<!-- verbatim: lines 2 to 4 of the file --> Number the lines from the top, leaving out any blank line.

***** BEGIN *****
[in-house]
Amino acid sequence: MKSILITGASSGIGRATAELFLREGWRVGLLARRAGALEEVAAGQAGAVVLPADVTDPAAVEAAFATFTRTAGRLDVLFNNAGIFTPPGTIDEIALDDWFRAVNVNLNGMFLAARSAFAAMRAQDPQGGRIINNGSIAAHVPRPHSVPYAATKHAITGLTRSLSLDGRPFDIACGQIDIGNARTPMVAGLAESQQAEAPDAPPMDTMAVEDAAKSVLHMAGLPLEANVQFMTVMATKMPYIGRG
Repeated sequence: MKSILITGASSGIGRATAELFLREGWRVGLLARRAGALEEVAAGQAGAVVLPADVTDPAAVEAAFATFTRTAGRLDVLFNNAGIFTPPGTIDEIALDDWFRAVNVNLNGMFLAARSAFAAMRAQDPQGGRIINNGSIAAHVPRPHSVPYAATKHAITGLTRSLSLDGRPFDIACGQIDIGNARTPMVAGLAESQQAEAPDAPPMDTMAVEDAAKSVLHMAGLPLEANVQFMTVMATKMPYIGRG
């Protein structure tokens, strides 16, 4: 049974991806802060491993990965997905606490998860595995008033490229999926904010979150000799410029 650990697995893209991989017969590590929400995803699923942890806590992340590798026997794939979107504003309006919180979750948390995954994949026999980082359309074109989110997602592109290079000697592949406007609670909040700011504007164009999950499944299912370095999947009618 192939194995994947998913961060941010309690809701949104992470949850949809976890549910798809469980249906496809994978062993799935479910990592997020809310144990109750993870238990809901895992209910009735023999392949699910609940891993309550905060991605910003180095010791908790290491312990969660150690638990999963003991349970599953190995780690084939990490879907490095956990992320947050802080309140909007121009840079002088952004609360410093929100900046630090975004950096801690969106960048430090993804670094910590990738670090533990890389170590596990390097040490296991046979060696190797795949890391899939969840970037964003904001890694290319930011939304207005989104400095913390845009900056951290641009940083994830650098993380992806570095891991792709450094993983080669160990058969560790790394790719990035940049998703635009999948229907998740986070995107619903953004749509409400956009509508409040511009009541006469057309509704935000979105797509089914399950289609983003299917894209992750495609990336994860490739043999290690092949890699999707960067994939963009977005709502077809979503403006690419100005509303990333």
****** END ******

Amino acid sequence: MKSILITGASSGIGRATAELFLREGWRVGLLARRAGALEEVAAGQAGAVVLPADVTDPAAVEAAFATFTRTAGRLDVLFNNAGIFTPPGTIDEIALDDWFRAVNVNLNGMFLAARSAFAAMRAQDPQGGRIINNGSIAAHVPRPHSVPYAATKHAITGLTRSLSLDGRPFDIACGQIDIGNARTPMVAGLAESQQAEAPDAPPMDTMAVEDAAKSVLHMAGLPLEANVQFMTVMATKMPYIGRG
Repeated sequence: MKSILITGASSGIGRATAELFLREGWRVGLLARRAGALEEVAAGQAGAVVLPADVTDPAAVEAAFATFTRTAGRLDVLFNNAGIFTPPGTIDEIALDDWFRAVNVNLNGMFLAARSAFAAMRAQDPQGGRIINNGSIAAHVPRPHSVPYAATKHAITGLTRSLSLDGRPFDIACGQIDIGNARTPMVAGLAESQQAEAPDAPPMDTMAVEDAAKSVLHMAGLPLEANVQFMTVMATKMPYIGRG
């Protein structure tokens, strides 16, 4: 049974991806802060491993990965997905606490998860595995008033490229999926904010979150000799410029 650990697995893209991989017969590590929400995803699923942890806590992340590798026997794939979107504003309006919180979750948390995954994949026999980082359309074109989110997602592109290079000697592949406007609670909040700011504007164009999950499944299912370095999947009618 192939194995994947998913961060941010309690809701949104992470949850949809976890549910798809469980249906496809994978062993799935479910990592997020809310144990109750993870238990809901895992209910009735023999392949699910609940891993309550905060991605910003180095010791908790290491312990969660150690638990999963003991349970599953190995780690084939990490879907490095956990992320947050802080309140909007121009840079002088952004609360410093929100900046630090975004950096801690969106960048430090993804670094910590990738670090533990890389170590596990390097040490296991046979060696190797795949890391899939969840970037964003904001890694290319930011939304207005989104400095913390845009900056951290641009940083994830650098993380992806570095891991792709450094993983080669160990058969560790790394790719990035940049998703635009999948229907998740986070995107619903953004749509409400956009509508409040511009009541006469057309509704935000979105797509089914399950289609983003299917894209992750495609990336994860490739043999290690092949890699999707960067994939963009977005709502077809979503403006690419100005509303990333």